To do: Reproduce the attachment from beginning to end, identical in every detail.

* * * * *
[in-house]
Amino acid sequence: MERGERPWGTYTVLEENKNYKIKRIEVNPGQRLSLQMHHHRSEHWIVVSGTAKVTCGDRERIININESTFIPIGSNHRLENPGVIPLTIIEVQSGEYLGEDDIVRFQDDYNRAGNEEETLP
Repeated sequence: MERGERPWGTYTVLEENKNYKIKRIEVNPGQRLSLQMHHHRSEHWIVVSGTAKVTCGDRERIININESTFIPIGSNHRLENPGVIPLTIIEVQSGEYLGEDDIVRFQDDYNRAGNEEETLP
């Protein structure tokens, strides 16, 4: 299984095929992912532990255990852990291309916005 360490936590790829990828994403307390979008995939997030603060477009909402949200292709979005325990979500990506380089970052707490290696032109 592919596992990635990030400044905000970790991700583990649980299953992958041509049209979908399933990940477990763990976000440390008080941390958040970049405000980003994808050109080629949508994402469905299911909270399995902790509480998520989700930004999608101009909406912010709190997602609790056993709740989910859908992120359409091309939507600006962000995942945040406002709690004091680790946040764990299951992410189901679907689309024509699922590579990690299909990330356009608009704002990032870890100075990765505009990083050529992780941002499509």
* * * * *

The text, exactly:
[in-house]
Amino acid sequence: MERGERPWGTYTVLEENKNYKIKRIEVNPGQRLSLQMHHHRSEHWIVVSGTAKVTCGDRERIININESTFIPIGSNHRLENPGVIPLTIIEVQSGEYLGEDDIVRFQDDYNRAGNEEETLP
Repeated sequence: MERGERPWGTYTVLEENKNYKIKRIEVNPGQRLSLQMHHHRSEHWIVVSGTAKVTCGDRERIININESTFIPIGSNHRLENPGVIPLTIIEVQSGEYLGEDDIVRFQDDYNRAGNEEETLP
């Protein structure tokens, strides 16, 4: 299984095929992912532990255990852990291309916005 360490936590790829990828994403307390979008995939997030603060477009909402949200292709979005325990979500990506380089970052707490290696032109 592919596992990635990030400044905000970790991700583990649980299953992958041509049209979908399933990940477990763990976000440390008080941390958040970049405000980003994808050109080629949508994402469905299911909270399995902790509480998520989700930004999608101009909406912010709190997602609790056993709740989910859908992120359409091309939507600006962000995942945040406002709690004091680790946040764990299951992410189901679907689309024509699922590579990690299909990330356009608009704002990032870890100075990765505009990083050529992780941002499509």